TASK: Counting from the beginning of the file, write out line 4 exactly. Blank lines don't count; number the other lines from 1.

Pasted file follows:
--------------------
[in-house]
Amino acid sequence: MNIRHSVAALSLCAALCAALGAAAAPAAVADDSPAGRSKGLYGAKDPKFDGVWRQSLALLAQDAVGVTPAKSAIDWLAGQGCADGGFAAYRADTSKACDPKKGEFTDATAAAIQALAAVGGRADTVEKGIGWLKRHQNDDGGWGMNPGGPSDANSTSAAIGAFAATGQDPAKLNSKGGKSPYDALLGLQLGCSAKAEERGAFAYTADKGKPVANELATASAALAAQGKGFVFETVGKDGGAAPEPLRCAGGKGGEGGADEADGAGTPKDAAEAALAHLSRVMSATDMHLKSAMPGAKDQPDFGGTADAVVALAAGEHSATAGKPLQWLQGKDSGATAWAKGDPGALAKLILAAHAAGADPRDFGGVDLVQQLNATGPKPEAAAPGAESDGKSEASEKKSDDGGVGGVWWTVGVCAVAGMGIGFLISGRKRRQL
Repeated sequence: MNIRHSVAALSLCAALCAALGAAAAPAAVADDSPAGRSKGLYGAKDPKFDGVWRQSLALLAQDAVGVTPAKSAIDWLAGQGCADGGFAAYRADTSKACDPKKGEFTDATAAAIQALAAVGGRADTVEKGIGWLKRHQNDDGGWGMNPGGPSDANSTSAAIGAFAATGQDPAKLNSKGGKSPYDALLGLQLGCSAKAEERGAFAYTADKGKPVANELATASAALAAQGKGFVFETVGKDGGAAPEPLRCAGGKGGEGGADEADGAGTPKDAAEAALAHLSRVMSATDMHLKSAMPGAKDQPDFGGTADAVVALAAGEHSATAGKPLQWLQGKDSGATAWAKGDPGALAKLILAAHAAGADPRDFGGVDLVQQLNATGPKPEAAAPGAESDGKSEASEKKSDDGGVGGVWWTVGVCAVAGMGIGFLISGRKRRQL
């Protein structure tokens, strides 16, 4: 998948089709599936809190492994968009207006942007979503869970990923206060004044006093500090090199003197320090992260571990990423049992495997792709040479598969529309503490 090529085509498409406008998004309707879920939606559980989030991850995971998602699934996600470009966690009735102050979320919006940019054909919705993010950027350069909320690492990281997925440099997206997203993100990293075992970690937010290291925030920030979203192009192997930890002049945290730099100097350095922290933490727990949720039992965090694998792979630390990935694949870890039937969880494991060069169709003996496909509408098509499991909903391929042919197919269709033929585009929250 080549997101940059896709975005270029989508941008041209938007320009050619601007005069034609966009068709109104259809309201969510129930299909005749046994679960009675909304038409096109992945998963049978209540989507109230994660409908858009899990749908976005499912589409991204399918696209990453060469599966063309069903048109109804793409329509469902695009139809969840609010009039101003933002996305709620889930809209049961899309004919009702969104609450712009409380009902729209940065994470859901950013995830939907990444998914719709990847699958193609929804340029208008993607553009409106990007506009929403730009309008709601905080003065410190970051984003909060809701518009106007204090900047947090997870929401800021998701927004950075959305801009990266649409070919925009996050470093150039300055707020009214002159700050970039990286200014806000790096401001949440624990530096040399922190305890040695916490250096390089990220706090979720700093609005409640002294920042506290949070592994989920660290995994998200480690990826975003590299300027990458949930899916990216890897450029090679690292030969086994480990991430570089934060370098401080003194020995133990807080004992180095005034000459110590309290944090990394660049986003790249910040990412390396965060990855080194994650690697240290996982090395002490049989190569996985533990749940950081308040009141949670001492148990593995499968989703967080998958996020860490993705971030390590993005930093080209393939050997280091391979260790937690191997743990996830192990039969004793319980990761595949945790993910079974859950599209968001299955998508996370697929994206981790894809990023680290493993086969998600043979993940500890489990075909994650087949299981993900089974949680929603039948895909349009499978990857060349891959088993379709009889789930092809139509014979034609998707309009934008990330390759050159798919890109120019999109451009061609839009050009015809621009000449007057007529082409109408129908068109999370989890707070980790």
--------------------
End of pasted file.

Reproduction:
């Protein structure tokens, strides 16, 4: 998948089709599936809190492994968009207006942007979503869970990923206060004044006093500090090199003197320090992260571990990423049992495997792709040479598969529309503490 090529085509498409406008998004309707879920939606559980989030991850995971998602699934996600470009966690009735102050979320919006940019054909919705993010950027350069909320690492990281997925440099997206997203993100990293075992970690937010290291925030920030979203192009192997930890002049945290730099100097350095922290933490727990949720039992965090694998792979630390990935694949870890039937969880494991060069169709003996496909509408098509499991909903391929042919197919269709033929585009929250 080549997101940059896709975005270029989508941008041209938007320009050619601007005069034609966009068709109104259809309201969510129930299909005749046994679960009675909304038409096109992945998963049978209540989507109230994660409908858009899990749908976005499912589409991204399918696209990453060469599966063309069903048109109804793409329509469902695009139809969840609010009039101003933002996305709620889930809209049961899309004919009702969104609450712009409380009902729209940065994470859901950013995830939907990444998914719709990847699958193609929804340029208008993607553009409106990007506009929403730009309008709601905080003065410190970051984003909060809701518009106007204090900047947090997870929401800021998701927004950075959305801009990266649409070919925009996050470093150039300055707020009214002159700050970039990286200014806000790096401001949440624990530096040399922190305890040695916490250096390089990220706090979720700093609005409640002294920042506290949070592994989920660290995994998200480690990826975003590299300027990458949930899916990216890897450029090679690292030969086994480990991430570089934060370098401080003194020995133990807080004992180095005034000459110590309290944090990394660049986003790249910040990412390396965060990855080194994650690697240290996982090395002490049989190569996985533990749940950081308040009141949670001492148990593995499968989703967080998958996020860490993705971030390590993005930093080209393939050997280091391979260790937690191997743990996830192990039969004793319980990761595949945790993910079974859950599209968001299955998508996370697929994206981790894809990023680290493993086969998600043979993940500890489990075909994650087949299981993900089974949680929603039948895909349009499978990857060349891959088993379709009889789930092809139509014979034609998707309009934008990330390759050159798919890109120019999109451009061609839009050009015809621009000449007057007529082409109408129908068109999370989890707070980790």